A side note: when my fourth was 3 weeks old (I remember the night like it was yesterday), I was tired from waking up every two hours to nurse and change him.  I thought, I'll let him sleep with us just tonight, so I can get some sleep and then I'll go back to putting him in the bassinet.  I slept well enough that night, but it didn't make up for the three weeks before, so I thought I would cosleep for the rest of the week to catch up on my sleep, then put him back in his bed.  At the end of that week, I was losing more sleep "than it was worth" trying to get him to sleep in his bassinet.  I thought, I'll do it when we move; I'll start with the bassinet next to the bed, then move it to his room, etc.  He was three months old when we moved and...  the short version is that two years later, I was FINALLY able to get him to go to sleep in his bed and then had to set up a twin bed for him so that I could spend the rest of the night in his bed with him instead of sitting up in a chair (much different in my mid-30s than in my mid 20s); about a year later, I started talked to him and started going back to my bed instead of sleeping with him (I lost over two weeks of sleep then and almost gave up on night 2).  Another year later, I'm still getting up multiple times a night trying to get him back to sleep and it's a struggle for me to stay up helping him get back to sleep instead of just sleeping with him again some nights.  But now I know that I've got to tough it out now, b/c if I don't, it's going to be MUCH TOUGHER later on.

I think that cosleeping is a beautiful thing, but it's something a parent must be committed to for the long haul; it is not an effective method of catching up on sleep!

Jrmommy032213
by on Mar. 27, 2013 at 4:50 PM

 He always sleeps right buy me his swing or bouncer is always right by my bed for last couple days he not having it and I need some sleep too you know?


Quoting frndlyfn:

it is a tough call at this age.   You may have a baby who wants to cosleep and that is fine if you are ok with it.  DD was put in her bed every night since birth (even at hospital).  I just made sure she was completely asleep before putting her down.   She nursed as well to fall asleep.  If you can perhaps have a cot or bed near his crib to lay on so you are close by when he cries and yes he will cry since that is his only means of communication.  He is not manipulating you , he is telling you he needs something and most likely it will be loneliness and he needs to be held by mommy.    I have pictures of dd sleeping on daddy's belly this young.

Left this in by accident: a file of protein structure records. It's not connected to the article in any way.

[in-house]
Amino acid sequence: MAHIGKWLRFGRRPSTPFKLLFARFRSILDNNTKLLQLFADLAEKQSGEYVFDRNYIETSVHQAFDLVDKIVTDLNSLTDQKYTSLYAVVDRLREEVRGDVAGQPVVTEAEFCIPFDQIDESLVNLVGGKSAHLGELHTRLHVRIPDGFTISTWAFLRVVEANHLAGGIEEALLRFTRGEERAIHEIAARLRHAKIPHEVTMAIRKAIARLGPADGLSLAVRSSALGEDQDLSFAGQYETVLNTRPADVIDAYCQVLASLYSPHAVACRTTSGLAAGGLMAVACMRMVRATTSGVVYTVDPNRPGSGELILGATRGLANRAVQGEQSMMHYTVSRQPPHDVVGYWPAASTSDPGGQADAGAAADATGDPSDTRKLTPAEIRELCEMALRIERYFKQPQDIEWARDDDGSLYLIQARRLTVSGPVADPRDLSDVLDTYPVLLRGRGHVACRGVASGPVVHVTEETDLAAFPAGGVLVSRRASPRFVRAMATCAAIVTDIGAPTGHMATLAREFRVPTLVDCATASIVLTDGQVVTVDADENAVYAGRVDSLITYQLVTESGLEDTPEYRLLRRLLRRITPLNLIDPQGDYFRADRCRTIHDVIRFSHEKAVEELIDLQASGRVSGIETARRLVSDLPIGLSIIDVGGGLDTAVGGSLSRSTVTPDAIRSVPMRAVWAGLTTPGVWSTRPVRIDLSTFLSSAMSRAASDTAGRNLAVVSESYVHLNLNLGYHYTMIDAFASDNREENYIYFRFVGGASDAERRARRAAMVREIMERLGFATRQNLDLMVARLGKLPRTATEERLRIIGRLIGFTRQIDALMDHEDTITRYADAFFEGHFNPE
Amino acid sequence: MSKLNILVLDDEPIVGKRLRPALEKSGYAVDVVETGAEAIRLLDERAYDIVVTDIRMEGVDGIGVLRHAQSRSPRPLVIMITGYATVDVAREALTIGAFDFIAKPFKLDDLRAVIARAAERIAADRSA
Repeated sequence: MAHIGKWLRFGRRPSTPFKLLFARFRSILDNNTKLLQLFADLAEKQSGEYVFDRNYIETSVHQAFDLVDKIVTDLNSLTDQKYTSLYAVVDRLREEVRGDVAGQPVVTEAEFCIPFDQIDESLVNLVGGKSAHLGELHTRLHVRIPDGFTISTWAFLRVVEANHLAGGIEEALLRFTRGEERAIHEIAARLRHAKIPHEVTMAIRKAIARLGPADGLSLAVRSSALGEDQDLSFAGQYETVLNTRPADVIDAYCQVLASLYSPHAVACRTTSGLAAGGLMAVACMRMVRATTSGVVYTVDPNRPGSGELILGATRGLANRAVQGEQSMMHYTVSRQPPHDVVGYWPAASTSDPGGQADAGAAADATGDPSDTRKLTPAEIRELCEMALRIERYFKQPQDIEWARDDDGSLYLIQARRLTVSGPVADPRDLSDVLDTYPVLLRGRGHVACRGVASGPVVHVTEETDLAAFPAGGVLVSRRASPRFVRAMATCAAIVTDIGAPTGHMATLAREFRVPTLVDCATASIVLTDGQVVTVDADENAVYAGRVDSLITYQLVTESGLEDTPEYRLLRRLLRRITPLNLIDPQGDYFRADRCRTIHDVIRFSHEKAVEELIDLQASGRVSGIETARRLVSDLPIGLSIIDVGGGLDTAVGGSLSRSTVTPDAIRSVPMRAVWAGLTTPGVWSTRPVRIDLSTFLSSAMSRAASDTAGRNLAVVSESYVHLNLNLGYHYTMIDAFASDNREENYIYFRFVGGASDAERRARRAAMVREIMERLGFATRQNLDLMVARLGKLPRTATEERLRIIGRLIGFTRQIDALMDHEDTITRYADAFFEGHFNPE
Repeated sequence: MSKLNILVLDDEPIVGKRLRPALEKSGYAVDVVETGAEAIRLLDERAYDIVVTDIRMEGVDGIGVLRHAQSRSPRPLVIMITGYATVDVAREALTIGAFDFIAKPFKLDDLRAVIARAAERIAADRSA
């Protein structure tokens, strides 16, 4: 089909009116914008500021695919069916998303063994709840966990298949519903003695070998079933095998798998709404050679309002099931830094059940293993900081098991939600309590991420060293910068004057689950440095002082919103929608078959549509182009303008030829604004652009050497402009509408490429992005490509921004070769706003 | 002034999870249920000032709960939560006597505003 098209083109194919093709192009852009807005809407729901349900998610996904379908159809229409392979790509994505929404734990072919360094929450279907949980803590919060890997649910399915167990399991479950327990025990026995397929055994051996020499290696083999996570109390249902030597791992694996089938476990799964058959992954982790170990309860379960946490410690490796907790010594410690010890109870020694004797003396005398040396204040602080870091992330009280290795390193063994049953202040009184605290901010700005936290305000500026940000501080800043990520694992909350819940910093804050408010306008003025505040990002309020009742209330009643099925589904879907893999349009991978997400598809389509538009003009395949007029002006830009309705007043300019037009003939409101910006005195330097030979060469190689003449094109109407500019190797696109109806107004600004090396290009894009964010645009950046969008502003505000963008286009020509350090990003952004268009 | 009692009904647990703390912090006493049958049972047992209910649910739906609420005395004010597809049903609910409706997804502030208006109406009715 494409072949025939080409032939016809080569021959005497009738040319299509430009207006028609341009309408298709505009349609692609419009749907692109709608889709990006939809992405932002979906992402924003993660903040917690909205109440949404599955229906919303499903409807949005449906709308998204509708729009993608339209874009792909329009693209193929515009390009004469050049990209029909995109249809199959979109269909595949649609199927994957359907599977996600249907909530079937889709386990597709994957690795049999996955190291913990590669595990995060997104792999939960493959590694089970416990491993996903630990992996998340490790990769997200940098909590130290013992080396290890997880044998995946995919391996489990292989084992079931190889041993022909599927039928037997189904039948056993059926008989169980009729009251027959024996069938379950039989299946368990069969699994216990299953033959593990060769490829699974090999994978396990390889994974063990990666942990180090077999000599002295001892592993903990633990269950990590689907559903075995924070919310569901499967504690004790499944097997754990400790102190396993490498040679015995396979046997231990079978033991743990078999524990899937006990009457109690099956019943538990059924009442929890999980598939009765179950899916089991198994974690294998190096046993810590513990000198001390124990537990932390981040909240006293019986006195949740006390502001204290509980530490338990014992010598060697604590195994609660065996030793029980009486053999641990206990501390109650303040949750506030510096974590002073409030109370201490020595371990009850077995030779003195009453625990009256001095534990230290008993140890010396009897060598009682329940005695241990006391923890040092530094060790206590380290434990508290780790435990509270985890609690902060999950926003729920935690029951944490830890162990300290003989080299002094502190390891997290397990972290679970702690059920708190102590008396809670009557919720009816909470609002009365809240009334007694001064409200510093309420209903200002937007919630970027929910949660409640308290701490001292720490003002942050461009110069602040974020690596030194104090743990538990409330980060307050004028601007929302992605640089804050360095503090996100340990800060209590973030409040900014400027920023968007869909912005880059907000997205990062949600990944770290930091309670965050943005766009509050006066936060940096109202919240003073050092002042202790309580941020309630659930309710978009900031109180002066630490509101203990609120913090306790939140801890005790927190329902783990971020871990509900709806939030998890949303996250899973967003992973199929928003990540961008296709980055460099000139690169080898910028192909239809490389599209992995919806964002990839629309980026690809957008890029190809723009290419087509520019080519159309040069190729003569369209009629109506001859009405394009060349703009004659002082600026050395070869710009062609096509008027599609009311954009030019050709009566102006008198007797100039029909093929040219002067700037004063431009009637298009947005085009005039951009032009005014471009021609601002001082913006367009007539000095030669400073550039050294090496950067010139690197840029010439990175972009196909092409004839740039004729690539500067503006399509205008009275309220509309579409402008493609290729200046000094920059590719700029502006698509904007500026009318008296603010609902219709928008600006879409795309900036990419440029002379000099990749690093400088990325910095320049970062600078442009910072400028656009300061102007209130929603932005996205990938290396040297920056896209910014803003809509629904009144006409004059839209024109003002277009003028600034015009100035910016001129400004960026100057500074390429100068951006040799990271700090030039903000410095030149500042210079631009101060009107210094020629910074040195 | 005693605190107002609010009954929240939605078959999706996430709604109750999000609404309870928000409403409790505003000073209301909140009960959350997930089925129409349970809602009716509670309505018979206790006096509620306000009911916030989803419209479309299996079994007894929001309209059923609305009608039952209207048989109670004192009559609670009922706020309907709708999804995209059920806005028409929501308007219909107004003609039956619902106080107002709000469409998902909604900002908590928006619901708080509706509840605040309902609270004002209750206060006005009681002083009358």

Jrmommy032213
by on Mar. 27, 2013 at 5:00 PM

Thank you for your advice When I brought him home from the hospital he slept in his swing because he liked it so much then when I bought him a bouncer he liked that also so he went back and forth from them 2. Well my Aunt and doctor told me I need to start trying to get him to lay in his crib witch I wont put him in a crib yet im scared of SIDS so I bout this playen thing with the newborn thing on top but they said I need to start having him lay in there so he starts laynig flat on his back. So i been trying to work on that alot the most he will last is 20 mint to maby a hour if im lucky but I dont wanna get him use to sleeping with me because for one im scared im going to roll on him or im going to forget he there and tha peterfies me and I need me time in bed you know I dont want him 2 3 yerars old sleeping in my bed. And what is Ferber method? I never herd of it.

Quoting MrsJoe125:

It sounds like you haven't made a clear cut decision on where you want him to sleep.  I found that I got the most sleep, when my four were little, by cosleeping; however, it seems that cost me a LOT of sleep down the road trying to get them to sleep in their own beds.  Sacrificing a little sleep now to train him to sleep when/where you want him to will likely yield more sleep for you later (and his being more disciplined too).